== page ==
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Learn/teach about robots with 3D vision

Posted by Bert Maes on September 28, 2009


In the manufacturing industry of the future, sophisticated automation and robots will play the key roles.

Now several companies are creating robots with a 3D vision guidance system.

dyson_washing_machine

Example: engineering and placing the tub of a washing machine.

Robots with 3D vision can pick up parts of several kinds of sizes and orientations, find the exact position where the parts should be and rotate them to match the location of the studs.

Example: warehousing

Robots with 3D imaging can place parts into racks, pick parts from leaning stacks, and accurately locate large, hard-to-fixture parts.

iRCalibrationExample: car manufacturing

A laser-based 3D guidance system shows the robot exactly where to install the rear window on a vehicle, where to dispense an adhesive or where to make a weld.

(more on http://www.assemblymag.com/)

It must be pretty cool to design and engineer such super robots, isn’t it?

Kids: get acquainted with advanced CNC machining to make your creative dreams come true…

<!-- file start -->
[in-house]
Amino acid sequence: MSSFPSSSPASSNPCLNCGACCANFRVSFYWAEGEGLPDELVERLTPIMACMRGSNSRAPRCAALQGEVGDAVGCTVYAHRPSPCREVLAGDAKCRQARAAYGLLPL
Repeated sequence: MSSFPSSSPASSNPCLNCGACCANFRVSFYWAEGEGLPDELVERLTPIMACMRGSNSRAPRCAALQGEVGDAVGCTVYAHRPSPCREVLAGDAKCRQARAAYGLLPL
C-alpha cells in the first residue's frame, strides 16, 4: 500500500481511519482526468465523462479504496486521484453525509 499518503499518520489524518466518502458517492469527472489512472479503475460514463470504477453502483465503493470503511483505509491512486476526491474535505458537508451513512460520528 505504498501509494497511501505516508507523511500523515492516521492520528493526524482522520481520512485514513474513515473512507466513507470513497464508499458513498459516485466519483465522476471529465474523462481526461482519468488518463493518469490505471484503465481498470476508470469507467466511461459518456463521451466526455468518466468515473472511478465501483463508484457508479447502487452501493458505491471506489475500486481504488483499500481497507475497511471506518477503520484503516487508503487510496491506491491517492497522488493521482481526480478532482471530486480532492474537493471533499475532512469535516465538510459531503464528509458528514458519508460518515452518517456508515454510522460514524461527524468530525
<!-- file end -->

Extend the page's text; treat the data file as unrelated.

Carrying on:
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Manufacturing Education – How To Fight Back

Posted by Bert Maes on September 14, 2009


Matt Holzmann posted a very interesting read, titled: North American Manufacturing – How To Fight Back Against the Odds.

Amongst others, he clearly states that “fewer and fewer of our leaders have a real grasp of the process of making things”

But “crisis generates opportunity, there is a window open”, Matt adds. “Der Spiegel reported that it is manufacturing which is leading Germany out of the recession. Germany now leads the world in making the equipment and materials for many green technologies.”